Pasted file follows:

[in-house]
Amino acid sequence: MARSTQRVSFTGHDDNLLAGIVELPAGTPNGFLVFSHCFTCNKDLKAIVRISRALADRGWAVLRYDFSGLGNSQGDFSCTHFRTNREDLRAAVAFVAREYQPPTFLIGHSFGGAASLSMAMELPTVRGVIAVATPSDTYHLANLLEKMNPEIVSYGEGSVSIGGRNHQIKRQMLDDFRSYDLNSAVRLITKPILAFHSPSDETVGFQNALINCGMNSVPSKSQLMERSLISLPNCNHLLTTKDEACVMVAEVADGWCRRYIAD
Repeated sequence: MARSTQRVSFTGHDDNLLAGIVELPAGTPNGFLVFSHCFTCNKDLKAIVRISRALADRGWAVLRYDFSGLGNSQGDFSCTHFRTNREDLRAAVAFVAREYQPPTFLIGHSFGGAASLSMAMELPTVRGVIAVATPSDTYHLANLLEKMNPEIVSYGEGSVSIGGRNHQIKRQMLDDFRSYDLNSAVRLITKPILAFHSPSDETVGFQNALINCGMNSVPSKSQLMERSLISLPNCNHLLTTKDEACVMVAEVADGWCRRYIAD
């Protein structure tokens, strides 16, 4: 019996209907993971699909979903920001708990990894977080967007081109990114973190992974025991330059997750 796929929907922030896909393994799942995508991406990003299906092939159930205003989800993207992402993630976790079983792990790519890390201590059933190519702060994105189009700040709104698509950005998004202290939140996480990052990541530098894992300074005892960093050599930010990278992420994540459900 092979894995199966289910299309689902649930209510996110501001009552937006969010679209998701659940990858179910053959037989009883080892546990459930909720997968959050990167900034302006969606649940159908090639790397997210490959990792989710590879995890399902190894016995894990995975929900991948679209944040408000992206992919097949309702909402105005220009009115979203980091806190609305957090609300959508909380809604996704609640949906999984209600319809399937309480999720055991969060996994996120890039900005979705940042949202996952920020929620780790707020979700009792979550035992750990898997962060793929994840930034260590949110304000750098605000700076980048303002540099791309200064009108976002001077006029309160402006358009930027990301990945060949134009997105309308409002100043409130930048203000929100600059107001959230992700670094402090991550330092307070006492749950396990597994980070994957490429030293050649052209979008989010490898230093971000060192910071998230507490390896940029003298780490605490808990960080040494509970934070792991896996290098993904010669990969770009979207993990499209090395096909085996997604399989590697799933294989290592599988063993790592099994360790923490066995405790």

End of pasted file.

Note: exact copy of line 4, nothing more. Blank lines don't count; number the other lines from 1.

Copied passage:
């Protein structure tokens, strides 16, 4: 019996209907993971699909979903920001708990990894977080967007081109990114973190992974025991330059997750 796929929907922030896909393994799942995508991406990003299906092939159930205003989800993207992402993630976790079983792990790519890390201590059933190519702060994105189009700040709104698509950005998004202290939140996480990052990541530098894992300074005892960093050599930010990278992420994540459900 092979894995199966289910299309689902649930209510996110501001009552937006969010679209998701659940990858179910053959037989009883080892546990459930909720997968959050990167900034302006969606649940159908090639790397997210490959990792989710590879995890399902190894016995894990995975929900991948679209944040408000992206992919097949309702909402105005220009009115979203980091806190609305957090609300959508909380809604996704609640949906999984209600319809399937309480999720055991969060996994996120890039900005979705940042949202996952920020929620780790707020979700009792979550035992750990898997962060793929994840930034260590949110304000750098605000700076980048303002540099791309200064009108976002001077006029309160402006358009930027990301990945060949134009997105309308409002100043409130930048203000929100600059107001959230992700670094402090991550330092307070006492749950396990597994980070994957490429030293050649052209979008989010490898230093971000060192910071998230507490390896940029003298780490605490808990960080040494509970934070792991896996290098993904010669990969770009979207993990499209090395096909085996997604399989590697799933294989290592599988063993790592099994360790923490066995405790």